May, 2014 – After recovering from our mad dash across northern Nevada and southern Oregon, our first priority was to visit Crater Lake National Park. We had heard about this beautiful park many times over the years, and now we were blessed with the most perfect weather to go see it on the Saturday of Memorial Day Weekend.
As we approached the park, we suddenly found ourselves driving between banks of snow.
We had seen ankle deep snow in lovely Lamoille Canyon back in Nevada, but this stuff was waist deep!
We were so amazed that we hopped out of the truck so I could get a photo of Mark standing next to it.
Well, that was nothing! Within a half mile the banks were shoulder high with drifts over his head. How fun!!
But that was NOTHING! A mile or so later the snowbank was twice his height. Holy cow!!
Well, all this wonderful snow brought out the kid in Mark, and before I knew it I was fending off snowballs.
Driving further, we suddenly found ourselves in front of the most astonishing view.
The lake was a vivid royal blue, and the snow-striped mountains sloped down to kiss their reflection in the stained glass surface of the water.
Seeing these vibrant hues stretching across the mirror-still water from shore to shore was truly startling.
Chatting with some Oregonians who were enjoying the view beside us, we found out that Crater Lake is one of the five snowiest places in the US.
A record 75′ 4″ of snow fell in the winter of 1949-50. In April, 1983, there was a maximum accumulation depth on the ground of 21 feet of snow. We were shocked that the snow surrounding us now was a paltry 40% of normal.
This incredibly clear lake was formed when the 12,000 foot tall Mount Mazama blew its top about 7,700 years ago.
Prior to exploding, pressure had built up beneath the mountain because two of earth’s plates are crashing into each other under it (the coastal plate is driving itself into the continental plate),
Lava from below the mountain spewed out the top, and then the mountain imploded into the “basement” space underneath where the lava had been, creating a massive ditch.
Over the millenia, rain and snow filled the ditch with water, and the pristine four mile by six mile lake was formed.
As we wandered around the rim of the lake, taking in the everchanging vistas, the light on the lake got better and better.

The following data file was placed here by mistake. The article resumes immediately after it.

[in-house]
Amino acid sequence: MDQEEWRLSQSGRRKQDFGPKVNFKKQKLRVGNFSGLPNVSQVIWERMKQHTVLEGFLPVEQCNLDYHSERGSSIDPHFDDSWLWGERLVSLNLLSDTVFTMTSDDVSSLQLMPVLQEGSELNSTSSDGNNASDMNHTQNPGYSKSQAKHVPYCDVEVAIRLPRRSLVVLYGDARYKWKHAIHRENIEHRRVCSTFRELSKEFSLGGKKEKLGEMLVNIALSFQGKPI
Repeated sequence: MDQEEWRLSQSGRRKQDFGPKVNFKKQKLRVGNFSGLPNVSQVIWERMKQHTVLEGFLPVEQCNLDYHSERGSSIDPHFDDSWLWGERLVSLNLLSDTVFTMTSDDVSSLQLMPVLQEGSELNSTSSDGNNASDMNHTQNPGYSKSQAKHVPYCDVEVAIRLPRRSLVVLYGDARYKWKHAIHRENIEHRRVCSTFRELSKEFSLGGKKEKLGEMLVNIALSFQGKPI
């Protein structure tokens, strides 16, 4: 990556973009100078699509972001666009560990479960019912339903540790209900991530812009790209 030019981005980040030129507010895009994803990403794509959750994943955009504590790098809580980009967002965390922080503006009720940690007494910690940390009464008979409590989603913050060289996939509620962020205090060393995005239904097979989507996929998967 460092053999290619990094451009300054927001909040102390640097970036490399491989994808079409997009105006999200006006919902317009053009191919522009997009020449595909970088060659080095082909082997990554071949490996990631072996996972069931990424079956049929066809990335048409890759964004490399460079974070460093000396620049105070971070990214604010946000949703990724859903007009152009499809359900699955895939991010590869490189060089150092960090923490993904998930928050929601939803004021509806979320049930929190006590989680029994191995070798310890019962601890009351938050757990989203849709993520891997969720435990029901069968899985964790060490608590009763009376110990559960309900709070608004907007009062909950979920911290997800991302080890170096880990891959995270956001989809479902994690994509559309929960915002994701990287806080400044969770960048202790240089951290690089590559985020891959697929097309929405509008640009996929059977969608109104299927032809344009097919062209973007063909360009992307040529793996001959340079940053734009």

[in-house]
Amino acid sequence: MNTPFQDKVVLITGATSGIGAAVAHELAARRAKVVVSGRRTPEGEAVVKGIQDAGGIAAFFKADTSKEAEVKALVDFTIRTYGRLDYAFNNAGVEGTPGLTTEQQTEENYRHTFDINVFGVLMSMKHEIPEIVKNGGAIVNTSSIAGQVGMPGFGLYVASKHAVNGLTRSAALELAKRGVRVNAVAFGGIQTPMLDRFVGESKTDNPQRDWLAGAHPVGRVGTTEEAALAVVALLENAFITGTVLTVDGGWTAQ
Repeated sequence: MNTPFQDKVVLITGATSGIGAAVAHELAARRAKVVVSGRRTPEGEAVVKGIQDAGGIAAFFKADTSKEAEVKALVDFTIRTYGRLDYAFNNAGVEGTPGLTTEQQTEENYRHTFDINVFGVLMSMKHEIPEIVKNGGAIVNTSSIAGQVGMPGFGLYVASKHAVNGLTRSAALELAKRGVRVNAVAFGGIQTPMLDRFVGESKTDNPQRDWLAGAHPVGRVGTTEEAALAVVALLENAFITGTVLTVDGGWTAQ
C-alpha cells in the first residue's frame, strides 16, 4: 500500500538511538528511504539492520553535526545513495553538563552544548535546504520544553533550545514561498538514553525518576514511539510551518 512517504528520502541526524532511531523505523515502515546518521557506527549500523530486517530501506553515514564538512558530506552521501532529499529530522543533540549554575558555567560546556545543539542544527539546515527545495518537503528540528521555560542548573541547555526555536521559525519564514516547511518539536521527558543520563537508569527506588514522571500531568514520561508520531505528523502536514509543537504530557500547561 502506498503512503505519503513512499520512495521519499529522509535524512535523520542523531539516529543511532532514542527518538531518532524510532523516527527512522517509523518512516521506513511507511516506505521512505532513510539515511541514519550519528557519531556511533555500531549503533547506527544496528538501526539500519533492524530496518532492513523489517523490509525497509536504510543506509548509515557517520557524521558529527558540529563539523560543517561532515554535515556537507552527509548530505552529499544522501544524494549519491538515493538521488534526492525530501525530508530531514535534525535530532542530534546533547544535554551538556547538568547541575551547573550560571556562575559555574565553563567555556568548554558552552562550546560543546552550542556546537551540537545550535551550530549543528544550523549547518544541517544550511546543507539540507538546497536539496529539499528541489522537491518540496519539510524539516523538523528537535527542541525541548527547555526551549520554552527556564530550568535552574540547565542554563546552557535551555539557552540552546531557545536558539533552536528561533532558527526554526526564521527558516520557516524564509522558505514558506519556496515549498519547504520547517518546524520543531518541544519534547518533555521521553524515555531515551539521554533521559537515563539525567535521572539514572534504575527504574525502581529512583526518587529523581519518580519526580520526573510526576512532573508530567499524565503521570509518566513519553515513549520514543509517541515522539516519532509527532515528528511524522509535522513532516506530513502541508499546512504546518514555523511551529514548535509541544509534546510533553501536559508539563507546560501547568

When we arrived in the early morning, ours was one of just a handful of vehicles in the park, and the light was low and mystical.
As the day progressed, more and more people came into the park, and the sun rose higher and higher, turning the slate blue lake into a rich and velvety azure.
Near the shore, the water was a bright turquoise.
None of the hiking trails were open yet, because they were all covered with snow, so all of us tourists milling around the rim in the crackling warm sunshine contented ourselves with taking selfies and photos of each other for friends at home.
We must have been handed a dozen different cameras and smart phones to take photos of strangers that day. Likewise, we handed our cameras to at least a half dozen people to take photos of us!
A man in a red shirt hopped up on a rock wall in front of us, and his dog instantly reached his front paws up on the wall and leaned over the edge to have a look at the view beside his master.
We went into the charming lodge where chilled tourists were congregating in front of a huge stone fireplace and thirsty tourists were drinking microbrews out on the balcony overlooking the view.
As I read about the history of the park, I was amused that early visitors disdained the rustic nature of the lodge.
Far more fascinating, however, was discovering that thousands of years before these snooty urban guests stayed here, ancient people watched the volcano erupt.
How do today’s scientists know this?
Because, beneath the ash, archaeologists have found 75 well preserved sandals that were worn by these people!
To put this in perspective, Pompeii’s Mt. Vesuvius erupted nearly two thousand years ago in 79 AD, sending hapless Romans scurrying.
The eruption here at Crater Lake happened 5,700 years before that!!
Whoever the ancient people were that were living here back then, they were not running around barefoot.
We were as delighted by this beautiful national park as we had ever hoped we would be.
But this visit won’t be our last, as we were able to drive only the west rim (the east rim was still closed by snow), and the long list of hikes (also closed by snow) sound truly delightful… Next time!!
For now, we couldn’t wait to see more of central Oregon.
If you are interested in learning more about Crater Lake National Park, click here and here.
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